DECLARATION OF FRANK K. FLINN
1. I, Frank K. Flinn, reside at 7472 Cornell, St. Louis, Missouri 63130.
2. I am currently self-employed as a writer, editor, lecturer and consultant in the fields of theology end religion. I am also a Senior Religion Editor at the Edwin Mellen Press of Toronto and New York.
3. I hold a Bachelor of Arts degree in Philosophy (1962) from Quincy College Illinois; a Bachelor of Divinity degree (1966), magna cum laude, from Harvard Divinity School, Cambridge, Massachusetts; and a Ph. D. in Special religious Studies (1981) from the University of St. Michaels College, Toronto School of Theology, Toronto, Ontario, Canada. I have also done advanced study at Harvard University, the university of Pennsylvania, and the University of Heidelberg, Germany. At the University of Heidelberg, I was a Fulbright Fellow, 1966-67. At the University of Pennsylvania, I was a National Defense foreign language Fellow, Title VI, 1968-69.
4. Since 1962, I have devoted intense study to religious sectarian movements, ancient and modern. A portion of my doctoral studies was focused specifically on the rise of new religious movements in the United States and abroad since World War II. That study included the investigation of new religions in terms of their belief systems, lifestyles, use of religious language, leadership, motivation and sincerity, and the material conditions of their existence.
5. Prior to my present position, I taught at Maryville College, St. Louis, Missouri, 1980-81; St. Louis University, St. Louis, Missouri, 1977-79, where I was Graduate Director of the Masters Program in Religion and Education; the University of Toronto, Ontario, 1976-77, where I was Tutor in Comparative Religion; St. Johns College, Santa Fe, New Mexico, 197D-75, where I was Tutor in the Great Books Program; LaSalle College, Philadelphia, Pennsylvania, Summers 1969-73, where I was Lecturer in Biblical Studies and the Anthropology of Religion; Boston College, Boston, Massachusetts, 1967-65, where I was Lecturer in Biblical Studies: and Newton College of the Sacred Heart, Newton, Massachusetts, where I was Lecturer in Biblical Studies.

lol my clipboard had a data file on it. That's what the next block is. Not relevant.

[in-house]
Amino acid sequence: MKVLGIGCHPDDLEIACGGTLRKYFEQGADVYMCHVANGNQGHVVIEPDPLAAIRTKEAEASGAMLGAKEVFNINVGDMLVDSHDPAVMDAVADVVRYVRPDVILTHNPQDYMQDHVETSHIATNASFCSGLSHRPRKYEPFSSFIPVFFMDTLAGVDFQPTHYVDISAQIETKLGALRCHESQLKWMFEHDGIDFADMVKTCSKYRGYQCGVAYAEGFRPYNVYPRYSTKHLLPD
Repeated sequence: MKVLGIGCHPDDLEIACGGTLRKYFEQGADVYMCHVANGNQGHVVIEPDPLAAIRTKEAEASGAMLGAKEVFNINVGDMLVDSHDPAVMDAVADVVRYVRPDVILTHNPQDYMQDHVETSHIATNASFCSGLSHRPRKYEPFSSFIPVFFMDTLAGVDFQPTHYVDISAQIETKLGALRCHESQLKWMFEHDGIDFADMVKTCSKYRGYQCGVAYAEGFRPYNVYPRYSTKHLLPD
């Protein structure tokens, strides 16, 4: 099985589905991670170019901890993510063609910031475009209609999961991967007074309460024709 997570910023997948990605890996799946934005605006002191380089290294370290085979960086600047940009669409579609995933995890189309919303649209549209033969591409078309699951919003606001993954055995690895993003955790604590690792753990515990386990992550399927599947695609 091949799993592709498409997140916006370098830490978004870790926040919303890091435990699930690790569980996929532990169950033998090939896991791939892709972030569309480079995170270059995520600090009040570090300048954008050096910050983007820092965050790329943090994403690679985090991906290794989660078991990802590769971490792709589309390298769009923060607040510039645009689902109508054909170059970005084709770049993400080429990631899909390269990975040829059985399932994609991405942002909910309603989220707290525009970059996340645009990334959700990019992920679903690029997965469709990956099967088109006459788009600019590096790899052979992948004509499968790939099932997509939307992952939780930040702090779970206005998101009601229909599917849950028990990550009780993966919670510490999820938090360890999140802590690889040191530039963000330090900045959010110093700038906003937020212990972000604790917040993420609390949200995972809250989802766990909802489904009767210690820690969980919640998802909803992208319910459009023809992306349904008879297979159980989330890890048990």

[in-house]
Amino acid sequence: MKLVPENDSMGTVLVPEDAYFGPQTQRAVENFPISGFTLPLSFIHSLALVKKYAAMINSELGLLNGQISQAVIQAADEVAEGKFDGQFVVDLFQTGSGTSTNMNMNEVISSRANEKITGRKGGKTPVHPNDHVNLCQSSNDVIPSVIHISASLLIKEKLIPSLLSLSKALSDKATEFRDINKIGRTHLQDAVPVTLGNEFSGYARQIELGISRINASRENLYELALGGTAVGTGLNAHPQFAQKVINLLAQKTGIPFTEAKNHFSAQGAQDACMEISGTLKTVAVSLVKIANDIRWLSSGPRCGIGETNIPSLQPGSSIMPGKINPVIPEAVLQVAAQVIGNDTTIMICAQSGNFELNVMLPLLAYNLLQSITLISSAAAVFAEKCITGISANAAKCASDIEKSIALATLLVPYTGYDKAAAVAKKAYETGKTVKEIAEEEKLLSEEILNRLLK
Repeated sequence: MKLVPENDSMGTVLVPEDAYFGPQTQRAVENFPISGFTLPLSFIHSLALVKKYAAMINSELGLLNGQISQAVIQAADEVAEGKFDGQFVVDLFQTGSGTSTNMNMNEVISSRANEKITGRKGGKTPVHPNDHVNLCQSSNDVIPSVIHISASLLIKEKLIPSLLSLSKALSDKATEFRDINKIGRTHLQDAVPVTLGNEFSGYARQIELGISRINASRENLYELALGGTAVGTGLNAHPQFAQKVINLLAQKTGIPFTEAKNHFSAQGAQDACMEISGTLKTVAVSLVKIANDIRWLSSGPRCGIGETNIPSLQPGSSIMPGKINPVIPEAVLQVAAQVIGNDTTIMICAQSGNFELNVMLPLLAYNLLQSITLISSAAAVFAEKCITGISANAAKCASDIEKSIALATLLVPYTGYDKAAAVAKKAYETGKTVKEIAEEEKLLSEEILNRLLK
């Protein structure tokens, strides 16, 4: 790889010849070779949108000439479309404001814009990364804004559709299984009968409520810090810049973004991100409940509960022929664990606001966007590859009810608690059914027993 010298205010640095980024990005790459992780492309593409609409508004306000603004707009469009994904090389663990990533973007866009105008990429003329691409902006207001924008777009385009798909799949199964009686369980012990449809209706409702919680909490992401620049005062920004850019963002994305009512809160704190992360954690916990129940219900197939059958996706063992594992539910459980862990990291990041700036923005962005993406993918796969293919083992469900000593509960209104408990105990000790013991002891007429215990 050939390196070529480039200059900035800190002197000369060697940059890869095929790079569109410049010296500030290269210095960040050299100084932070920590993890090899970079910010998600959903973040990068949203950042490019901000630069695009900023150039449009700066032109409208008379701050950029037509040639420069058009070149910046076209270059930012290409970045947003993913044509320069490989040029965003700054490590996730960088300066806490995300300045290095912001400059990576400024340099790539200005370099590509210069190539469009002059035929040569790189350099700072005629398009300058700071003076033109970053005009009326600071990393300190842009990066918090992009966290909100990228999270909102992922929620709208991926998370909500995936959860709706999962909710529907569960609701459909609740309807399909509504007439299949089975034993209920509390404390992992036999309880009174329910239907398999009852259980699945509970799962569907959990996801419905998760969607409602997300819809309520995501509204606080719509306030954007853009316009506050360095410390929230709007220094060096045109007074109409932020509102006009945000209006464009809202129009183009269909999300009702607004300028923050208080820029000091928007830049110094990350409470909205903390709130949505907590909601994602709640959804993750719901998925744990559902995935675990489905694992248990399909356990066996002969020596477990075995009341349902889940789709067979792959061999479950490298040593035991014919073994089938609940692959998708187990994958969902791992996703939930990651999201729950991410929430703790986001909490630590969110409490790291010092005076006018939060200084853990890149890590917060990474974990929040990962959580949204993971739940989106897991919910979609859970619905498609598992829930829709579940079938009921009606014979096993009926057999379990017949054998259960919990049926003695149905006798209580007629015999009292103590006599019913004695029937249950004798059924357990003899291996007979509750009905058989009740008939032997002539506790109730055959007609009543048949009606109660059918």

6. I am a member in good standing of the American Academy of religion, the Religious Education Association, the College Theology Society, the Council on Religion and Law, and am an associate member of the Christian Legal Society. I am a practicing Roman Catholic at All Saints Parish, University City Missouri.
7. Since 1968, I have lectured and written about various new religious movements which have arisen in the 19th and 20th centuries in the United States. In my lecture courses “Anthropology of religion” (LaSalle college), “Comparative Religion” (University of Toronto) and “The American Religious Experience” (St. Louis University), I have dealt with such religious movements as the Great Awakening, Shakerism, Mormonism, Seventh Day Adventism, Jehovah’s Witnesses, New Harmony, Oneida, Brook farm, Unification, Scientology, etc. I have published several articles and been general editor of books on the topic of new religions. It is my policy not to testify about a living religious group unless I have long-term, first-hand knowledge of that group. I have been invited to testify on various aspects of the new religions before the U.S. Congress, the Ohio legislature, the Illinois legislature, and the Kansas legislature. I have delivered lectures on the topic of the new religious movements at colleges and universities in the United States, Canada and Europe.